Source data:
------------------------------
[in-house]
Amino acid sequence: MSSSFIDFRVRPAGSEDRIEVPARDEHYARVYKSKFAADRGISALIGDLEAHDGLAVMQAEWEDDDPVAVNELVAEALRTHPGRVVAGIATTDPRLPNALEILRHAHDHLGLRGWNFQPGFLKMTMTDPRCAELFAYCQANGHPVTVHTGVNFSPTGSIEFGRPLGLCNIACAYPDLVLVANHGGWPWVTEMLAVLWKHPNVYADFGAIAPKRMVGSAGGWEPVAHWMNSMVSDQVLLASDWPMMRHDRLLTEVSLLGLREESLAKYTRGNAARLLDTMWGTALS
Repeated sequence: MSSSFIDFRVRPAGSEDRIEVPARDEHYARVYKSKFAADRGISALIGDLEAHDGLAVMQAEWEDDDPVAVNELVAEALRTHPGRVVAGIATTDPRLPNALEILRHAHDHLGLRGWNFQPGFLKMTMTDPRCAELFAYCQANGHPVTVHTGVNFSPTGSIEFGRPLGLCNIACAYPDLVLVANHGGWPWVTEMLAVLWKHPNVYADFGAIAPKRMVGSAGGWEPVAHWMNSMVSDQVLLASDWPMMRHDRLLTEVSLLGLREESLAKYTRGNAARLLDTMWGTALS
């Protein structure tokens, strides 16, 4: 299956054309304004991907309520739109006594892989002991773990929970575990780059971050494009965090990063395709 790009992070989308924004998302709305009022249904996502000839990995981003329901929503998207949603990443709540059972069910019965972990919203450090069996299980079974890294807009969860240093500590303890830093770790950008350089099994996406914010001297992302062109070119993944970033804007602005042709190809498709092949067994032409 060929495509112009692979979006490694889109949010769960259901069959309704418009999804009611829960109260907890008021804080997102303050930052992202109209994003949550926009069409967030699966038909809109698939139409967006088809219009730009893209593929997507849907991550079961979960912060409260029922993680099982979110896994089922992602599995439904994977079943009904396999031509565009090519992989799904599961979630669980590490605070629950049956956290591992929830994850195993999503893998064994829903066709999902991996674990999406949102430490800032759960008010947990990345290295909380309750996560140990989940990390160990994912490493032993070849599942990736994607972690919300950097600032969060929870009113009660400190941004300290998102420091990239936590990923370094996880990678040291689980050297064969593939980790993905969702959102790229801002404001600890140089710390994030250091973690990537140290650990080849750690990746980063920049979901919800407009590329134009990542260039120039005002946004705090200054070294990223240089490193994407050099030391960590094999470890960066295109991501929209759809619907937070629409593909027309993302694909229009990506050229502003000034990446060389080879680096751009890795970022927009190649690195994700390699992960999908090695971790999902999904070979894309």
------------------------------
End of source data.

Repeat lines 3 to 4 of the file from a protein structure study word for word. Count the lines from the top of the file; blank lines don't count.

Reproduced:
Repeated sequence: MSSSFIDFRVRPAGSEDRIEVPARDEHYARVYKSKFAADRGISALIGDLEAHDGLAVMQAEWEDDDPVAVNELVAEALRTHPGRVVAGIATTDPRLPNALEILRHAHDHLGLRGWNFQPGFLKMTMTDPRCAELFAYCQANGHPVTVHTGVNFSPTGSIEFGRPLGLCNIACAYPDLVLVANHGGWPWVTEMLAVLWKHPNVYADFGAIAPKRMVGSAGGWEPVAHWMNSMVSDQVLLASDWPMMRHDRLLTEVSLLGLREESLAKYTRGNAARLLDTMWGTALS
């Protein structure tokens, strides 16, 4: 299956054309304004991907309520739109006594892989002991773990929970575990780059971050494009965090990063395709 790009992070989308924004998302709305009022249904996502000839990995981003329901929503998207949603990443709540059972069910019965972990919203450090069996299980079974890294807009969860240093500590303890830093770790950008350089099994996406914010001297992302062109070119993944970033804007602005042709190809498709092949067994032409 060929495509112009692979979006490694889109949010769960259901069959309704418009999804009611829960109260907890008021804080997102303050930052992202109209994003949550926009069409967030699966038909809109698939139409967006088809219009730009893209593929997507849907991550079961979960912060409260029922993680099982979110896994089922992602599995439904994977079943009904396999031509565009090519992989799904599961979630669980590490605070629950049956956290591992929830994850195993999503893998064994829903066709999902991996674990999406949102430490800032759960008010947990990345290295909380309750996560140990989940990390160990994912490493032993070849599942990736994607972690919300950097600032969060929870009113009660400190941004300290998102420091990239936590990923370094996880990678040291689980050297064969593939980790993905969702959102790229801002404001600890140089710390994030250091973690990537140290650990080849750690990746980063920049979901919800407009590329134009990542260039120039005002946004705090200054070294990223240089490193994407050099030391960590094999470890960066295109991501929209759809619907937070629409593909027309993302694909229009990506050229502003000034990446060389080879680096751009890795970022927009190649690195994700390699992960999908090695971790999902999904070979894309």